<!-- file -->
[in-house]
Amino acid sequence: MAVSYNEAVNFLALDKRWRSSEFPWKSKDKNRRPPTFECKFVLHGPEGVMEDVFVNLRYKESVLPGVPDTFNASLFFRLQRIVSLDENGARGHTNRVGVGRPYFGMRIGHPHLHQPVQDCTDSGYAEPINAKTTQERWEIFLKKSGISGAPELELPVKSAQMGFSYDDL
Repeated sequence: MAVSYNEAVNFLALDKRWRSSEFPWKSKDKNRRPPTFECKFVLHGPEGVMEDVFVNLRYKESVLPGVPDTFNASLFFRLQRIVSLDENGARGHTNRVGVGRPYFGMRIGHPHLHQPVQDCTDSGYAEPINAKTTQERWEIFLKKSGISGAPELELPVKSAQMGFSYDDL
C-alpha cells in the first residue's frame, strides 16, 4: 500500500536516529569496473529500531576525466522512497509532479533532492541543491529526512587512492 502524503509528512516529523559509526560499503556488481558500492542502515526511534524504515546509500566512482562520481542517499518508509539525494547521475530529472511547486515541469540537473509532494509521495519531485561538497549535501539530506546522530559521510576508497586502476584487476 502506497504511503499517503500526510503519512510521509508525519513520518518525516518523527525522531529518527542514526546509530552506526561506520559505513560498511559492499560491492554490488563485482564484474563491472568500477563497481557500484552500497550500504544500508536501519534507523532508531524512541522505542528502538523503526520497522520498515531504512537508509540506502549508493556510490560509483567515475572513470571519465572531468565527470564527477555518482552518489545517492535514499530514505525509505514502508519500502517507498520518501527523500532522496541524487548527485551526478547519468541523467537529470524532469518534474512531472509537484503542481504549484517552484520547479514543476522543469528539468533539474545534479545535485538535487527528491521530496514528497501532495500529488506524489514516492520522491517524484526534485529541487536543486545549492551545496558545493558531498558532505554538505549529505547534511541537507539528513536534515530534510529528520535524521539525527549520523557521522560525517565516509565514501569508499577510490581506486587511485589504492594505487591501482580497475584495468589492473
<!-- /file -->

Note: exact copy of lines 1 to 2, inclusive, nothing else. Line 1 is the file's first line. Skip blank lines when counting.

[in-house]
Amino acid sequence: MAVSYNEAVNFLALDKRWRSSEFPWKSKDKNRRPPTFECKFVLHGPEGVMEDVFVNLRYKESVLPGVPDTFNASLFFRLQRIVSLDENGARGHTNRVGVGRPYFGMRIGHPHLHQPVQDCTDSGYAEPINAKTTQERWEIFLKKSGISGAPELELPVKSAQMGFSYDDL